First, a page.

It appears that this practice is in fact illegal in 22 states. (see story on PA here). The article on Pa notes:
According to a news release from the governor’s office, the law, Act 164, prohibits a supplier from misrepresenting its geographic location by listing a fictitious or assumed business name in a local telephone directory that:
fails to list or identify the locality and state of the supplier’s business; and
forwards or transfers calls to a business location outside the calling area covered by the local telephone directory; or where
the supplier’s business location is located in a county which is not contiguous to a county covered by the local telephone directory.
The irony is that Yahoo provides even less of a forum to report these listings. Their only forum is an apparently unmoderated suggestion box. Although Yahoo does allow the public to “edit” the record and indicate that the business has “closed” or is no longer at the address stated. It appears that the local folks in the florist business have posted negative reviews but…if the Yahoo alogo works anything like Google’s and ranks based on volume of reviews, this would be very counter productive.
In the past I have opined on the ability of these local data sources to provide reasonably accurate results and generally improve their quality over time. I hadn’t really thought about spam and the incredible monetary incentives to pursue it. It’s non fattening, its sorta of legal (its not clear that the laws cover Yahoo), it certainly is not actively discouraged (and some would say it is encouraged) by Yahoo (and to some extent Google) and obviously profitable. In a very short time, it could make local results useless, particularly in businesses with an affiliate model like FTD.
Maybe I could write a Get Rich Quick Guide to Local, create a dynamic late night infomercial and if I can just get listed in every major zip code, and retire at 55.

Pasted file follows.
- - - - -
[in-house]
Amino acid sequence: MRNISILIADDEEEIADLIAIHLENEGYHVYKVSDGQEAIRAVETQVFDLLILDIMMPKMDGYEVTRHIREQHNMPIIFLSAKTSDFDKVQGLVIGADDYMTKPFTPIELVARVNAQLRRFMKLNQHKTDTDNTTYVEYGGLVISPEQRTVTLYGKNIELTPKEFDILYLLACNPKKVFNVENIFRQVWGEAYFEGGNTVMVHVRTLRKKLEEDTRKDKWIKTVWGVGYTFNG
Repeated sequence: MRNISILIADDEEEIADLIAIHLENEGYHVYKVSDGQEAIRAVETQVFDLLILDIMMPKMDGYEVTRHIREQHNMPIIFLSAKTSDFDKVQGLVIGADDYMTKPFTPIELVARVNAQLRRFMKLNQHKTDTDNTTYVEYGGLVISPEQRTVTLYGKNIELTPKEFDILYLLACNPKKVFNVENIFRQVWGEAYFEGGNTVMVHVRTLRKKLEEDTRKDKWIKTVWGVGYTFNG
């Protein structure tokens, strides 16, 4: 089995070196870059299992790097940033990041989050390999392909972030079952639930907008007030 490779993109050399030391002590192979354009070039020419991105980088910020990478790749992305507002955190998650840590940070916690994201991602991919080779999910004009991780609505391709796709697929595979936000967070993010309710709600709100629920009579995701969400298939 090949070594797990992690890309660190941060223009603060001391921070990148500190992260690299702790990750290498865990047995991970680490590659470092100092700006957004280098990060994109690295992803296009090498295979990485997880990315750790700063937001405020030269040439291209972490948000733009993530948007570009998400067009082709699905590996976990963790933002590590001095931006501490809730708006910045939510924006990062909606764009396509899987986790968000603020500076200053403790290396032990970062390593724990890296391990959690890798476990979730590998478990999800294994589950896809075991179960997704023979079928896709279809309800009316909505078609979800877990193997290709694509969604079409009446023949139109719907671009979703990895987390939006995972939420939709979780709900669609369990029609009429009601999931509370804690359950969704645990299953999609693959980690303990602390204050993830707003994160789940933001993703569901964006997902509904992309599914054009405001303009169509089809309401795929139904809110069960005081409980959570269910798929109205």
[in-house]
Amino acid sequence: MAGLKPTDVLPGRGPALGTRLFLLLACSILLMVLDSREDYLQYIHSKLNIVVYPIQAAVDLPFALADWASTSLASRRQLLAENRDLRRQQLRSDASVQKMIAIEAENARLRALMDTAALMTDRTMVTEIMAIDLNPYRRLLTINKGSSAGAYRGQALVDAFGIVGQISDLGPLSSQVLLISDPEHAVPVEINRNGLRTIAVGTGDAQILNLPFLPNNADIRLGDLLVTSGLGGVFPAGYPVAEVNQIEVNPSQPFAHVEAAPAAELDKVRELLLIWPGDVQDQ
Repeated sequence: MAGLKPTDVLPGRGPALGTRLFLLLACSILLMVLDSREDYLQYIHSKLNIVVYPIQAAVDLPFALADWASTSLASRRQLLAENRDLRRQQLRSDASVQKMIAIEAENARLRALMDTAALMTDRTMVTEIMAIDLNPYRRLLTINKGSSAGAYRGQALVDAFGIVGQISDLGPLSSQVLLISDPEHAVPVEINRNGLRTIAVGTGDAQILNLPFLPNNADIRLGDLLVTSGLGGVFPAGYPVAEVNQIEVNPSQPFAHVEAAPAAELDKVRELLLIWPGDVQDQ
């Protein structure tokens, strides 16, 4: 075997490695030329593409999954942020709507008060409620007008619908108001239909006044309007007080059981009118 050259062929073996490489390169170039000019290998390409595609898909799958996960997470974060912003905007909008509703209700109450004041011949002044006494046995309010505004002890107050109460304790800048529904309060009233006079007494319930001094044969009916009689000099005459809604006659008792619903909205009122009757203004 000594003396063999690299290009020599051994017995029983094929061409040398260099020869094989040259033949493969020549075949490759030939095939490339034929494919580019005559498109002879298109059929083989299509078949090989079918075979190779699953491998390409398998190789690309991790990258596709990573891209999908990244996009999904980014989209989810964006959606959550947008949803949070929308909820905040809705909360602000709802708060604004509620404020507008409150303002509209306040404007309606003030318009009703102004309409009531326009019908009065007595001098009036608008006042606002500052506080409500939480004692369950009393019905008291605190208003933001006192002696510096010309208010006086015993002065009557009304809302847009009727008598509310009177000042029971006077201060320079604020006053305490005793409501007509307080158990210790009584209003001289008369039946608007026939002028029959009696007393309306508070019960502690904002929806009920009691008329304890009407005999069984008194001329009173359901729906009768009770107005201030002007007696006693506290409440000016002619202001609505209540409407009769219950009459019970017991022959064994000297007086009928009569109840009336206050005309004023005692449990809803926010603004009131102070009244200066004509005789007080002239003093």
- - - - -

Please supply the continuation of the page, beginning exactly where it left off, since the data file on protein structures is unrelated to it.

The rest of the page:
© Copyright 2023 - MIKE BLUMENTHAL, ALL RIGHT RESERVED.
Thanks for the AWESOME article…
It’s getting harder and harder these days for the consumer to really “know” who is “local” and who is not. Hopefully Google and Yahoo will figure out a fix, and want to use it someday.
Thanks again for the great article!!!
Mike: You are providing a service to the consumer and ultimately the search engines by featuring these examples of abuse of G Maps and now Y! Local.
As a consumer I have immeasurably better service by identifying specific brick and mortar services where I live and where I generally have flowers delivered. The business becomes accountable, the vendor doesn’t lose the significant amount of affiliate cash to the advertising source and the results tend to be better. I’ve learned that over many years.
I suspect many consumers have learned that as have the florists.
Its discouraging to see how easy Yahoo has made it to create a free source for deceiving customers.
As we have seen from Google and your reporting, dropping a geo oriented onebox into organic listings is an incredibly powerful way to generate business.
Yahoo is simply making it easy to encourage practises that ultimately deceive the consumer.
It is discouraging to see that Yahoo doesn’t even get close to approximating Google in terms of establishing a way to dismantle this type of deceptive information.
As to the example of florist in the city closest to me, the same type of false advertising is in place with a non-existant address and a slew of what have to be fake reviews for the fake business.
I hope the post you’ve printed catches the eyeballs of Y personnel because currently they have established a system that encourages consumer deception.
Yes it is hard to tell who is local and who isn’t..at least from the local directories.
You would think that the problem could be solved in an algorythmic fashion if there is a will by the major search engines…Google’s phone/post car verification process is a good example of a technical solution that has been a strong deterent…although even it has not been fool proof in certain local markets.
yes the highlighting of local data on the main search result page seems to have significant power on certain searches in certain locales.